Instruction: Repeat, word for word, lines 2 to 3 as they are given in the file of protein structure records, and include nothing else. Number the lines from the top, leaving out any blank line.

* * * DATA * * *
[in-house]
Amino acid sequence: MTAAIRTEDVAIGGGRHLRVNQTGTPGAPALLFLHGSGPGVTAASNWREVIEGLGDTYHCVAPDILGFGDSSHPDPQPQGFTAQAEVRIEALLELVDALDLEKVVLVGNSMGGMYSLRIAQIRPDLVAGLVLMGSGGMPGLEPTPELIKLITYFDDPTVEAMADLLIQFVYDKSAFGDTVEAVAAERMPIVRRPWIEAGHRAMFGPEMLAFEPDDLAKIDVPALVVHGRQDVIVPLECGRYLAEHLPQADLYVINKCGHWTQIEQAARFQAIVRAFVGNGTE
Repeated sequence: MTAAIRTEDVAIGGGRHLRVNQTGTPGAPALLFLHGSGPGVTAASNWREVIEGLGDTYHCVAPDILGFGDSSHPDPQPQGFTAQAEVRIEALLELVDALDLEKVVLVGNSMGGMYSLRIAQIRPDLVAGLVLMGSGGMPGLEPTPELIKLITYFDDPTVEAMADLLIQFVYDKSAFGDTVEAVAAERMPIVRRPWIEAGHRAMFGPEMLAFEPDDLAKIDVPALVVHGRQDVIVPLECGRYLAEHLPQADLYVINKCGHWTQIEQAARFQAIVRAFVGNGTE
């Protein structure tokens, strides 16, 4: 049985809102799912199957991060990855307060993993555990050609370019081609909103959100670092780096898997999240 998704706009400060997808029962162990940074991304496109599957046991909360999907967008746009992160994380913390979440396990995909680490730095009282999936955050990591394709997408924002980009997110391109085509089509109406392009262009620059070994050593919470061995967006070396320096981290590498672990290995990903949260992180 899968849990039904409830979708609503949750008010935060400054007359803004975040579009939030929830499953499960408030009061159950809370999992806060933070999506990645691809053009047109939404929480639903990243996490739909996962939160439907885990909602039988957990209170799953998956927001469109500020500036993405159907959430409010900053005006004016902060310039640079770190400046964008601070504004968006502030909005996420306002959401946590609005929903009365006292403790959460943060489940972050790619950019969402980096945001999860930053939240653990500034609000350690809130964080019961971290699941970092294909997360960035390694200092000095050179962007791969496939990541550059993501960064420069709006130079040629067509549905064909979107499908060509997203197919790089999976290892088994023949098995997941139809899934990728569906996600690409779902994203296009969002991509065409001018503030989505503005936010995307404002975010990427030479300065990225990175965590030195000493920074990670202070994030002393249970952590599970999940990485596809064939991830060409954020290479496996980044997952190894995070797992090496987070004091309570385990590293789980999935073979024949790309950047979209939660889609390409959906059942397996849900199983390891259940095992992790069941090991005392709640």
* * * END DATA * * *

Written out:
Amino acid sequence: MTAAIRTEDVAIGGGRHLRVNQTGTPGAPALLFLHGSGPGVTAASNWREVIEGLGDTYHCVAPDILGFGDSSHPDPQPQGFTAQAEVRIEALLELVDALDLEKVVLVGNSMGGMYSLRIAQIRPDLVAGLVLMGSGGMPGLEPTPELIKLITYFDDPTVEAMADLLIQFVYDKSAFGDTVEAVAAERMPIVRRPWIEAGHRAMFGPEMLAFEPDDLAKIDVPALVVHGRQDVIVPLECGRYLAEHLPQADLYVINKCGHWTQIEQAARFQAIVRAFVGNGTE
Repeated sequence: MTAAIRTEDVAIGGGRHLRVNQTGTPGAPALLFLHGSGPGVTAASNWREVIEGLGDTYHCVAPDILGFGDSSHPDPQPQGFTAQAEVRIEALLELVDALDLEKVVLVGNSMGGMYSLRIAQIRPDLVAGLVLMGSGGMPGLEPTPELIKLITYFDDPTVEAMADLLIQFVYDKSAFGDTVEAVAAERMPIVRRPWIEAGHRAMFGPEMLAFEPDDLAKIDVPALVVHGRQDVIVPLECGRYLAEHLPQADLYVINKCGHWTQIEQAARFQAIVRAFVGNGTE